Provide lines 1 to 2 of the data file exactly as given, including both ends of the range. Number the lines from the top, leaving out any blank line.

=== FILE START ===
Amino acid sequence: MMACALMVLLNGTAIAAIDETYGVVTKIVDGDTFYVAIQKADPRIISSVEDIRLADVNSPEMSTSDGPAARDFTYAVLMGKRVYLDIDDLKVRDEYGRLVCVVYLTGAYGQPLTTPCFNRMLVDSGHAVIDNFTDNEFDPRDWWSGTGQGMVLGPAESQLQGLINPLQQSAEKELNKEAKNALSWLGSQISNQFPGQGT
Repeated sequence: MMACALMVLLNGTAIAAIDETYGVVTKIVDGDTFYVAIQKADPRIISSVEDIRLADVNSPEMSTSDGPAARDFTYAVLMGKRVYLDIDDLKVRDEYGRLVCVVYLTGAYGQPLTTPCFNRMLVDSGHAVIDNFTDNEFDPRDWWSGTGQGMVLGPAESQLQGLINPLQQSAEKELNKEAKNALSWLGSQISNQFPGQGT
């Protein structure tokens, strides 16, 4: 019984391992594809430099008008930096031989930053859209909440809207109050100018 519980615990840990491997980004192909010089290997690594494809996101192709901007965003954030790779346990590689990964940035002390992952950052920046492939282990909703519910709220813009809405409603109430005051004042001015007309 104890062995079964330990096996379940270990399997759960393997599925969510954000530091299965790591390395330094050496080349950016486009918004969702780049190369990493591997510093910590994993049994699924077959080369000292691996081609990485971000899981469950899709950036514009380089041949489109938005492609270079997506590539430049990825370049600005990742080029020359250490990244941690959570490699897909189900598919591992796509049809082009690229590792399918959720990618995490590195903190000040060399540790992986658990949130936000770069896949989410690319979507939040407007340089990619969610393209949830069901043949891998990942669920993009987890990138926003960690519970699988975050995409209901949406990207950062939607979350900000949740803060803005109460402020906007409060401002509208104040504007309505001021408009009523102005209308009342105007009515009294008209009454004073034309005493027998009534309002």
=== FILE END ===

Amino acid sequence: MMACALMVLLNGTAIAAIDETYGVVTKIVDGDTFYVAIQKADPRIISSVEDIRLADVNSPEMSTSDGPAARDFTYAVLMGKRVYLDIDDLKVRDEYGRLVCVVYLTGAYGQPLTTPCFNRMLVDSGHAVIDNFTDNEFDPRDWWSGTGQGMVLGPAESQLQGLINPLQQSAEKELNKEAKNALSWLGSQISNQFPGQGT
Repeated sequence: MMACALMVLLNGTAIAAIDETYGVVTKIVDGDTFYVAIQKADPRIISSVEDIRLADVNSPEMSTSDGPAARDFTYAVLMGKRVYLDIDDLKVRDEYGRLVCVVYLTGAYGQPLTTPCFNRMLVDSGHAVIDNFTDNEFDPRDWWSGTGQGMVLGPAESQLQGLINPLQQSAEKELNKEAKNALSWLGSQISNQFPGQGT